Through the Civil War (1642 to 1651), the town of King's Lynn actually supported both sides, at the outset it followed parliament, but later changed sides and was captured by the Parliamentarians after being beseiged for three weeks. During the next couple of centuries the town's magnitude as a port waned in alignment with slump in the wool exporting industry, although it certainly did still continue exporting grain and importing pitch, iron and timber to a slightly lesser extent. The port on top of that affected by the growth of western ports like Liverpool and Bristol, which grew after the Americas were discovered.

The Lattice House Inn, King's Lynn - geograph.org.uk - 1589499There was however a decent coastal and local commerce to help keep the port working during these times and later the town flourished all over again with large shipments of wine coming from Portugal, France and Spain. Besides that the export of agricultural produce escalated following the draining of the fens in the seventeenth century, what's more, it started a key shipbuilding industry. The railway came to the town in 1847, sending more trade, visitors and prosperity to the town. The populace of the town increased drastically during the Sixties as it became an overflow area for London.

The town can be go to by way of the A149, the A10 and the A17, it is around thirty eight miles from Norfolk's capital Norwich and 94 miles from London. King's Lynn may also be accessed by railway, the closest airport terminal to King's Lynn is Norwich International (driving distance - 46 miles) a driving time of about 1 hour.

A selection of Kings Lynn streets and roads: River Bank, Sawston, Westmark, Manor Drive, Hillside, Clenchwarton Road, St Thomas's Lane, Warren Close, Burnham Avenue, Edinburgh Avenue, Gresham Close, Purfleet Quay, Yoxford Court, Union Lane, Lancaster Road, Drunken Drove, Fengate, Premier Mills, Bergen Way, Pine Tree Chase, Lugden Hill, Old Hillington Road, The Fairstead, Woodland Gardens, Rookery Close, Walkers Close, Pocahontas Way, Burghwood Close, Argyle Street, Kilhams Way, St Catherines Cross, St Augustines Way, Orange Row, Kenside Road, Eastview Caravan Site, St Marys Court, Millers Lane, Low Lane, Chicago Terrace, The Moorings, Sandygate Lane, Hazel Close, Marham Close, Council Houses, Penrose Close, Forest Drive, Thieves Bridge Road, Norway Close, Grey Sedge, Tower Lane, Albert Street.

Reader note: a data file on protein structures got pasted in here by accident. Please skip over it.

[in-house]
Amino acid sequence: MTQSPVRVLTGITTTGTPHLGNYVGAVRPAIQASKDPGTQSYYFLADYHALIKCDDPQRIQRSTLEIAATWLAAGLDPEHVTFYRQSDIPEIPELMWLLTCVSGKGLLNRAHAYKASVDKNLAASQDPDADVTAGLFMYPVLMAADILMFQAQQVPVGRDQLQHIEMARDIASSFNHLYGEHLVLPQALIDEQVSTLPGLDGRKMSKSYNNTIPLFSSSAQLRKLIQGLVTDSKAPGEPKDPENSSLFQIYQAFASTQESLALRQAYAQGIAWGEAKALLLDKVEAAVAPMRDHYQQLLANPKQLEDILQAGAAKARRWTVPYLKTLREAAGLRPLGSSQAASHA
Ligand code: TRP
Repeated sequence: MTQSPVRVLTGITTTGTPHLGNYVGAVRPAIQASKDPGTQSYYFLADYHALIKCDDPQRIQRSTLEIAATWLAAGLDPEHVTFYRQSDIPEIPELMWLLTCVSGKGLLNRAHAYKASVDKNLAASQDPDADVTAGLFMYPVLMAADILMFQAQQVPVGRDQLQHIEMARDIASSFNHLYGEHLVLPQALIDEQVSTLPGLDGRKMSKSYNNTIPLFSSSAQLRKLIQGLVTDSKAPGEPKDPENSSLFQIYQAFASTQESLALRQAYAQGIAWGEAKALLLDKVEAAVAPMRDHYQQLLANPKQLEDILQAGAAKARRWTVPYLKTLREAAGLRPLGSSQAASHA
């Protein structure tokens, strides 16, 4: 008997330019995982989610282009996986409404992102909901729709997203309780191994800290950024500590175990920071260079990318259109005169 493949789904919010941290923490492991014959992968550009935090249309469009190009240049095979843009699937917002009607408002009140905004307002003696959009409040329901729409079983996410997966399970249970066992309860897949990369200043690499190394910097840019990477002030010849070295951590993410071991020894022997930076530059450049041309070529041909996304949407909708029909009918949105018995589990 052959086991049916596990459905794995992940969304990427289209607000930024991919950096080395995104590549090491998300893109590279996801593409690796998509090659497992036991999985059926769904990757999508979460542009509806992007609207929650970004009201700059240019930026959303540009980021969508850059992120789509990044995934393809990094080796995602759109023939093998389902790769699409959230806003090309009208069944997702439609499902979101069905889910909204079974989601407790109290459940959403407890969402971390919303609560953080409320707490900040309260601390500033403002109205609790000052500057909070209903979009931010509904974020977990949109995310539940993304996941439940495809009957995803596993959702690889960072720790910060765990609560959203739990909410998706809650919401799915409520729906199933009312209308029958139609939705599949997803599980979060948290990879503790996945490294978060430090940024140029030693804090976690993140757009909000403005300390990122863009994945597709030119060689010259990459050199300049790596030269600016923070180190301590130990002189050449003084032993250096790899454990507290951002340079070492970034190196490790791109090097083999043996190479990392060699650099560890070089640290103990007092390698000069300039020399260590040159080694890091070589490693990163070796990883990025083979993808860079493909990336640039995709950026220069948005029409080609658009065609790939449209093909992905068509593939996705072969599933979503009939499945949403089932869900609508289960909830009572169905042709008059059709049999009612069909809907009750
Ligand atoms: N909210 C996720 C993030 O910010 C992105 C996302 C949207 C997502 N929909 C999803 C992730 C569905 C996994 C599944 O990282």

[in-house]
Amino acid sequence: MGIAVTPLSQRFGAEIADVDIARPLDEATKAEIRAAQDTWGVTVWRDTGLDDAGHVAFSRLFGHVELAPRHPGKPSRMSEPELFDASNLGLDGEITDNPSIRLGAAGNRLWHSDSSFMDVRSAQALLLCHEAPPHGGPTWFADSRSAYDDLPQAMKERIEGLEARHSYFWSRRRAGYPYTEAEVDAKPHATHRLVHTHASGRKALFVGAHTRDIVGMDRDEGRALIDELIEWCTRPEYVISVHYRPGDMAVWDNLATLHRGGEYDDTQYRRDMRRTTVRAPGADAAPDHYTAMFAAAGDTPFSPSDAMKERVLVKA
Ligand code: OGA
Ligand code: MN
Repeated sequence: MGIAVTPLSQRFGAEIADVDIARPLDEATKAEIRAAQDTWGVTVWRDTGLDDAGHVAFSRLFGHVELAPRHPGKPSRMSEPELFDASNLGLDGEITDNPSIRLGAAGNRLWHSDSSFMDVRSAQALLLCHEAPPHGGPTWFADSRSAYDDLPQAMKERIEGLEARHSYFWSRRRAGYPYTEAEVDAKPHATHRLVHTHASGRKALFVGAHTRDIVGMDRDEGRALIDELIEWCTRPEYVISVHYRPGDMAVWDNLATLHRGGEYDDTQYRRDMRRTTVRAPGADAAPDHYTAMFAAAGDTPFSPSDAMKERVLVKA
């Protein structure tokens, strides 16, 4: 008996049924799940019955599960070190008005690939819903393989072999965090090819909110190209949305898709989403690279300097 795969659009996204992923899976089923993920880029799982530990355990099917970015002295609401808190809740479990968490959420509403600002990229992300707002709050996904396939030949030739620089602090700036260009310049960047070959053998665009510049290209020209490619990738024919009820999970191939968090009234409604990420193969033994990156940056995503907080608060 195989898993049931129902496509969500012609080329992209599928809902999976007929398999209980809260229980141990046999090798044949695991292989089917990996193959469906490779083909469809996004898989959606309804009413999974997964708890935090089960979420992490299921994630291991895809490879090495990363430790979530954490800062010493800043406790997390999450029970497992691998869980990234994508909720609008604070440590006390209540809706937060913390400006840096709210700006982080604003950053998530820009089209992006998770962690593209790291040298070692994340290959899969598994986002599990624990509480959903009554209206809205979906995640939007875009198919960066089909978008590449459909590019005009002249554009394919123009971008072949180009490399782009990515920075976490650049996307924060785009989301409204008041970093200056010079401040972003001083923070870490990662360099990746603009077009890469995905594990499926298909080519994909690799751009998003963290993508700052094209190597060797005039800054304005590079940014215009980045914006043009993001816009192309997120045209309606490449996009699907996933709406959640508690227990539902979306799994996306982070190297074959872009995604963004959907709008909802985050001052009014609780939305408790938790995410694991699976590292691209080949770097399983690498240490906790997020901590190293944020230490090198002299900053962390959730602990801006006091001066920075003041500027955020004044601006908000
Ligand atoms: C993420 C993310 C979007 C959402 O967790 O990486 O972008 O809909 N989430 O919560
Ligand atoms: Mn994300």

Attractions, places of interest, things to do and places to visit in and around Kings Lynn: Searles Sea Tours, Play 2 Day, Oxburgh Hall, St Georges Guildhall, Denver Windmill, All Saints Church, Fun Farm, Lynnsport Miniature Railway, Norfolk Lavender, Iceni Village, Duke's Head Hotel, East Winch Common, Narborough Railway Line, Swaffham Museum, Pensthorpe Nature Reserve & Gardens, Paint Me Ceramics, Wisbech Museum, King's Lynn Library, High Tower Shooting School, Snettisham Beach, Swimming at Oasis Leisure, Green Britain Centre, Boston Bowl, Old County Court House, Oasis Leisure Centre Hunstanton, Play Stop, Alleycatz, Skylark Maize Maze and Funyard, Greyfriars Tower, Houghton Hall, Grimes Graves.

For your get-away to Kings Lynn and surroundings you can actually book hotels and holiday accommodation at the most cost effective rates by utilizing the hotels search module displayed to the right of the web page.

You'll be able to learn a great deal more with reference to the location & district by looking to this site: Kings Lynn.

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Must Watch Video - Step Back in Time and See King's Lynn 1940's to 1970's

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This webpage will be relevant for neighboring places such as : Long Sutton, Heacham, West Winch, Wiggenhall St Peter, Ashwicken, West Newton, Hunstanton, Watlington, Tottenhill Row, Hillington, Tower End, Ingoldisthorpe, West Bilney, Fair Green, Middleton, Saddle Bow, Runcton Holme, Bawsey, Terrington St Clement, Leziate, North Runcton, Sandringham, South Wootton, Castle Rising, Babingley, Clenchwarden, East Winch, Walpole Cross Keys, Snettisham, Setchey, Gaywood, Dersingham, Downham Market, Lutton, Sutton Bridge, West Lynn, Tilney All Saints, North Wootton, Tottenhill, Gayton . HTML SITE MAP - LOCAL WEATHER

If it turns out you took pleasure in this review and tourist information to Kings Lynn, Norfolk, you very well might find some of our additional resort and town websites invaluable, for example the website on Wymondham (Norfolk), or even maybe the guide to Maidenhead. To inspect any of these sites, you should simply click the applicable town or village name. We hope to see you back again soon. Alternative spots to see in Norfolk include Swaffham, Wymondham and Heacham (East Anglia).